Supporting Language Growth in AAC Learners: Part 2

October 8, 2015 by - 5 Comments

Supporting Language Growth in AAC Learners: Part 2
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Last month, we began some musings about the sad reality that the percentage of people who use AAC to communicate in a grammatically correct fashion is woefully small. In that post, we explored some of the reasons for that and looked at conversations in which the communication partner does a lot of vertical scaffolding. While the term vertical scaffolding may be new to some of you, the concept is one with which you are quite familiar. Here’s an example:

Learner: Olaf. Elsa.
Clinician: Are you telling me about Frozen?
Learner: Nods
Clinician: What about Frozen?
Learner: Book.
Clinician: Oh, did you get a Frozen book for your birthday?
Learner: Nods excitedly
Clinician: Awesome! You should bring it next time so we can read it together.

 

Scenarios like this are very common in AAC, especially among communicators who use their AAC to say 1-2 words at a time. Because their language is so limited, the clinician follows each utterance with a question in an attempt to determine what the learner is trying to convey. While this style can be an effective means of figuring out what they learner is trying to tell us, it doesn’t do much to advance language development.

When our goal is to spur language growth, a different approach is needed. Here are some thoughts on how to make that transition.

To start with, we have to be prepared to enter the interaction with 1-2 priorities, and be willing to sacrifice the rest. These are our non-negotiable, “must do,” top-priority goals for the communicative exchange. Everything else is expendable. You can read more about that concept here.

When working with learners like this, some common language goal priorities are things like expanding sentence length and creating subject-verb and verb-object sentences.

Here’s what that scenario might look like if our focus were building those skills.

Learner: Olaf. Elsa.
Clinician: I love Olaf and Elsa! [expectant pause]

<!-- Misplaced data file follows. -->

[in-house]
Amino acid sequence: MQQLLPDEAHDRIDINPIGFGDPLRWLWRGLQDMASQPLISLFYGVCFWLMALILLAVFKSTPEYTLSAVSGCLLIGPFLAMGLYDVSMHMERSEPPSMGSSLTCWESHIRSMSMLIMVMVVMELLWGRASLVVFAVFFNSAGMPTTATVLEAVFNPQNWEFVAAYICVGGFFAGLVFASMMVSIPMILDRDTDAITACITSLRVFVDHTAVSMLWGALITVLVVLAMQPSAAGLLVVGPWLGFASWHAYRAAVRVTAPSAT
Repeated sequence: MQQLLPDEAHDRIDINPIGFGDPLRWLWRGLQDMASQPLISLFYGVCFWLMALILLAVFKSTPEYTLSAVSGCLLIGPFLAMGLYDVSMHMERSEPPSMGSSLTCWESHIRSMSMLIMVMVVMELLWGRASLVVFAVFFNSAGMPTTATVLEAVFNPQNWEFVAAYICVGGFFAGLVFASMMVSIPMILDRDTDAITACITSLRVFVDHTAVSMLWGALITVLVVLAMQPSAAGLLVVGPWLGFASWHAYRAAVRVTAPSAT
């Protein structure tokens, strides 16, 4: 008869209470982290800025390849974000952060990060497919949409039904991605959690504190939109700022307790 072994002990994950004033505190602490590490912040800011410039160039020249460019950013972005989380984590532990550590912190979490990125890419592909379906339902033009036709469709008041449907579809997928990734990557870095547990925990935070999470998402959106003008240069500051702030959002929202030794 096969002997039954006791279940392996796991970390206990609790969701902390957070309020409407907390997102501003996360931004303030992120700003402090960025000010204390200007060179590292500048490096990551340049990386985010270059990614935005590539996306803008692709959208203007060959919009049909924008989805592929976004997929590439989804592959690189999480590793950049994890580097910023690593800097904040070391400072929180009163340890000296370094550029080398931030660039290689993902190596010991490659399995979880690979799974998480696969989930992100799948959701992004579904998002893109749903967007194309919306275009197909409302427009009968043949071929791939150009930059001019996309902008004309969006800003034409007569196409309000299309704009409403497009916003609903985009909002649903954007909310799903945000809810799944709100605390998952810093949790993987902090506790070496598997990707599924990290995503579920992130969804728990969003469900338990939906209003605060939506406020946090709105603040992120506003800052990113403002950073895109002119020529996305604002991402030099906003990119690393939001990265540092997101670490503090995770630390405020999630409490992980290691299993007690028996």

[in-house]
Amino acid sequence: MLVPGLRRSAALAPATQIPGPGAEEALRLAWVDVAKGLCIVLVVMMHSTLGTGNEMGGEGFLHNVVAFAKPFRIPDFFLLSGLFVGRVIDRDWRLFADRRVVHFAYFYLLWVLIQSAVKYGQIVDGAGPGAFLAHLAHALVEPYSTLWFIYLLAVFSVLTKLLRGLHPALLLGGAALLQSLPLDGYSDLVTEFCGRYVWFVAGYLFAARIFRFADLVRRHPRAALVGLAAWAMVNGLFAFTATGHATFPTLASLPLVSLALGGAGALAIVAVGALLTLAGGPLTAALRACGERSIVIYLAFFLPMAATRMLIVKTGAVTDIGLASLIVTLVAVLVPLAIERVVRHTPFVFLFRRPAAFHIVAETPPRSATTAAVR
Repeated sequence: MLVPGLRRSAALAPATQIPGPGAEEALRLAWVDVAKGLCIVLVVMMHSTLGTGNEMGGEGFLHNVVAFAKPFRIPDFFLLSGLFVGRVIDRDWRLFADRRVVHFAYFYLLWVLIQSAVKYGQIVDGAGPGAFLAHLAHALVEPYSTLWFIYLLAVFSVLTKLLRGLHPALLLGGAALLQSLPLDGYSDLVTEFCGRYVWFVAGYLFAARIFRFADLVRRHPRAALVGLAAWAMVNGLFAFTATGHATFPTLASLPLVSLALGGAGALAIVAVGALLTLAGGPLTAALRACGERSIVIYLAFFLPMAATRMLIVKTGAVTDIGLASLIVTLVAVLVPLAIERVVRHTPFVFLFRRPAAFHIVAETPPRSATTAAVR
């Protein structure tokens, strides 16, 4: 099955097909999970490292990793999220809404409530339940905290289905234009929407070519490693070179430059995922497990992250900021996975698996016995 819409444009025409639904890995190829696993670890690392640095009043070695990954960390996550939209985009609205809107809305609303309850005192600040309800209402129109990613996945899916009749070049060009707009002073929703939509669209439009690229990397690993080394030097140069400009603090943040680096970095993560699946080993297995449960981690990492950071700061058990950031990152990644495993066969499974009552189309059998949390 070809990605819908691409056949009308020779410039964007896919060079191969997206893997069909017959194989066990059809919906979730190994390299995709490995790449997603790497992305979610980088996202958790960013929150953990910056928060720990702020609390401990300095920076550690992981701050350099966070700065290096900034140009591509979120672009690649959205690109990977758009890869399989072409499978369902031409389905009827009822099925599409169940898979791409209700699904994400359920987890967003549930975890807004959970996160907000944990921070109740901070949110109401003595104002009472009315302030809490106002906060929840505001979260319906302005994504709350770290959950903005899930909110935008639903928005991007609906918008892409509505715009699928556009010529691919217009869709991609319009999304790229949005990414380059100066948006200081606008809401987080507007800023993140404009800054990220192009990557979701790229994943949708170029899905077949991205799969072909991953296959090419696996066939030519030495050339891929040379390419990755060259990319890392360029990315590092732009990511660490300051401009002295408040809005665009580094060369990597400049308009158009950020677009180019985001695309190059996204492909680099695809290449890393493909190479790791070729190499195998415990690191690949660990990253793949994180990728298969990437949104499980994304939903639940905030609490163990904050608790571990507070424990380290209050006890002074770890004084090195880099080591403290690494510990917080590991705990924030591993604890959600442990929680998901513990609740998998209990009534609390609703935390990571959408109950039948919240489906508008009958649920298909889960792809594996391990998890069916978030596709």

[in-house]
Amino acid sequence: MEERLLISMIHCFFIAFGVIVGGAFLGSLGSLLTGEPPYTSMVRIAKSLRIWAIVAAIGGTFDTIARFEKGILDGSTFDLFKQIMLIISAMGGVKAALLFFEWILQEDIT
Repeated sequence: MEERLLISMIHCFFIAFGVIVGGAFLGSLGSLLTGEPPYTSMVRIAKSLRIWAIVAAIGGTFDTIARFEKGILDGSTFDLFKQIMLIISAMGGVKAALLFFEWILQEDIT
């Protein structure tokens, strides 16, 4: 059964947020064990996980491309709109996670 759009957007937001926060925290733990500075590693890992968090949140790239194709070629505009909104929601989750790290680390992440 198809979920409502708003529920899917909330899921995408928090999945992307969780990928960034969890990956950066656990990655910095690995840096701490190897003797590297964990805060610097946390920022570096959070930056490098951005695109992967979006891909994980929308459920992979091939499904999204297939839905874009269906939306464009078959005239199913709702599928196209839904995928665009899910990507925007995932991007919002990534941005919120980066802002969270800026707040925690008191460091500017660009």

Learner: Book.
Clinician: Oh, cool! Let’s put that together.
Learner: Olaf Elsa book. [with support]
Clinician: Super! So, I know it’s an Olaf and Elsa book. I’m not sure what you want to tell me about it.
Learner: Read
Clinician: Read…? [pause + questioning look]
Learner: Read Olaf.
Clinician: Yes! Keep going. [gesture over ‘book’]
Learner: Read Olaf book.
Clinician: We can definitely do that. We can read your Olaf book. Let’s put that on our list for next time…

 

Here’s one way to think about the contrast in the two scenarios: The first example is conversation; The second is therapy.

In this second example, the flavor of the conversation changes from one driven by meaning and efficiency to a focus on meaning and language learning. This works really well when the AAC learner is highly motivated to tell us about a certain topic.

There are certainly downsides to this approach. We need to know which intervention strategies to apply. Independence is sacrificed in order to practice more advanced language. We have to use prompts skillfully. It takes longer to do this and we are ALWAYS pressed for time. But when we DON’T take the time to do these kinds of things, language development suffers. It’s okay to take the time. We.do.therapy.

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This post was written by Carole Zangari

5 Comments

  • Jane Farrall says:

    Thanks Carole – you explain that so well! It makes sense and is something I need to do more of 🙂

  • armen says:

    After many years of playing the “questioner”. I discovered a lot more meaningful interactions using pragmatic branch starters that the PODD system provides. It gives both, the speaker and the partner a place to hang the meaning of those one word utterances. Its so hard not to try to decipher the meaning by asking 20 questions.

    Thanks for posting this.

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